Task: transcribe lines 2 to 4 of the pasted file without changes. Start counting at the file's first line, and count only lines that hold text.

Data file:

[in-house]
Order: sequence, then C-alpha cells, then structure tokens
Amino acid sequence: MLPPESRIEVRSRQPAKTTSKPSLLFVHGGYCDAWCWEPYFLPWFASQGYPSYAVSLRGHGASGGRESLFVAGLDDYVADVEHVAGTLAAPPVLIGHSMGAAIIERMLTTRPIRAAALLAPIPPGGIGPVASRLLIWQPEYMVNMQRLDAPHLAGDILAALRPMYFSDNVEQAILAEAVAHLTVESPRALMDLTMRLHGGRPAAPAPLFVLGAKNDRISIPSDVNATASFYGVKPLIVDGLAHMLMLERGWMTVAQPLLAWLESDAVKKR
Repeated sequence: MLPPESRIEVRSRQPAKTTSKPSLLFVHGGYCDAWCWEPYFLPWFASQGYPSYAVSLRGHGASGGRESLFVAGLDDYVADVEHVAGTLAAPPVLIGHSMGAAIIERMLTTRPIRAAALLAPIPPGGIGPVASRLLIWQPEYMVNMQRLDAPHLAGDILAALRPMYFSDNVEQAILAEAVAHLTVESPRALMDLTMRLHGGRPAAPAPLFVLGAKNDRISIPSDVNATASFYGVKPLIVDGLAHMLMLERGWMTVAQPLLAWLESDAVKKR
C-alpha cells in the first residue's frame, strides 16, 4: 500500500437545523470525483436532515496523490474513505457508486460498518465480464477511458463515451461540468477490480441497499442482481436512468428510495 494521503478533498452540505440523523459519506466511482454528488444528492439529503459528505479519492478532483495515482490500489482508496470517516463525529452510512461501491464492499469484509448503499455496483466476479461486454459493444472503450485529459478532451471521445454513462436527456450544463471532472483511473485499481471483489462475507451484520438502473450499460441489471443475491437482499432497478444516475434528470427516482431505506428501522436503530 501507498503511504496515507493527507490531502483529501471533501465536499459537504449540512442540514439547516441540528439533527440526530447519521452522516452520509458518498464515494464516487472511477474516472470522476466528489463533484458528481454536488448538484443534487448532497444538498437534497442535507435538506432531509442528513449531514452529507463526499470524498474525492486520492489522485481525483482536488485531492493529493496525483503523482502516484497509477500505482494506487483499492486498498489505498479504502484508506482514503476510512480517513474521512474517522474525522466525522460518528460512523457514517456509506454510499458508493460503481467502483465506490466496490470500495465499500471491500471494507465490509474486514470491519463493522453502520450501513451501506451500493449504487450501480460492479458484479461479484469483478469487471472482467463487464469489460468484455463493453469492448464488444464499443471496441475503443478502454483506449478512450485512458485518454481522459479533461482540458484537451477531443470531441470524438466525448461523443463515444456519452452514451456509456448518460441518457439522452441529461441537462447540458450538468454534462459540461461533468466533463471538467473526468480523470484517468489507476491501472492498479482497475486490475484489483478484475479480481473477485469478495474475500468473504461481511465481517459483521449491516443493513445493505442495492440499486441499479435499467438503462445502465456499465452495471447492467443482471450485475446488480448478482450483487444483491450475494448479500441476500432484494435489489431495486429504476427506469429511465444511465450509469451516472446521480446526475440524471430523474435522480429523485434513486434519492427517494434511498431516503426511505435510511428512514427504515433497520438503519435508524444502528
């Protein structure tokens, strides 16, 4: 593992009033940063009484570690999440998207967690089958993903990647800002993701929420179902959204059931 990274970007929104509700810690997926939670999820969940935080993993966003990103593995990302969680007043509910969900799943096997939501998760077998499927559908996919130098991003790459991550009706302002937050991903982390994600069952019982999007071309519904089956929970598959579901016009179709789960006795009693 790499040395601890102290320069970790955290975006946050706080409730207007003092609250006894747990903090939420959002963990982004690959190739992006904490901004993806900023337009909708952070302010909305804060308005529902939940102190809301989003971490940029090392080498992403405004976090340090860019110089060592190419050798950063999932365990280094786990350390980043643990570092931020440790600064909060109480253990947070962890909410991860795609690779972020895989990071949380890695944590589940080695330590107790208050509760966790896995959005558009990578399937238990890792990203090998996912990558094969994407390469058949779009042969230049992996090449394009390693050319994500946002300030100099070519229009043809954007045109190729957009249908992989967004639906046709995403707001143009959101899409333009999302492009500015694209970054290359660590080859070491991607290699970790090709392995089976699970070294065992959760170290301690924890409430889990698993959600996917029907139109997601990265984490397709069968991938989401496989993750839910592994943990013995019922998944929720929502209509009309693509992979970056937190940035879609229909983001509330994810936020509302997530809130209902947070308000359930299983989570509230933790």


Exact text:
Order: sequence, then C-alpha cells, then structure tokens
Amino acid sequence: MLPPESRIEVRSRQPAKTTSKPSLLFVHGGYCDAWCWEPYFLPWFASQGYPSYAVSLRGHGASGGRESLFVAGLDDYVADVEHVAGTLAAPPVLIGHSMGAAIIERMLTTRPIRAAALLAPIPPGGIGPVASRLLIWQPEYMVNMQRLDAPHLAGDILAALRPMYFSDNVEQAILAEAVAHLTVESPRALMDLTMRLHGGRPAAPAPLFVLGAKNDRISIPSDVNATASFYGVKPLIVDGLAHMLMLERGWMTVAQPLLAWLESDAVKKR
Repeated sequence: MLPPESRIEVRSRQPAKTTSKPSLLFVHGGYCDAWCWEPYFLPWFASQGYPSYAVSLRGHGASGGRESLFVAGLDDYVADVEHVAGTLAAPPVLIGHSMGAAIIERMLTTRPIRAAALLAPIPPGGIGPVASRLLIWQPEYMVNMQRLDAPHLAGDILAALRPMYFSDNVEQAILAEAVAHLTVESPRALMDLTMRLHGGRPAAPAPLFVLGAKNDRISIPSDVNATASFYGVKPLIVDGLAHMLMLERGWMTVAQPLLAWLESDAVKKR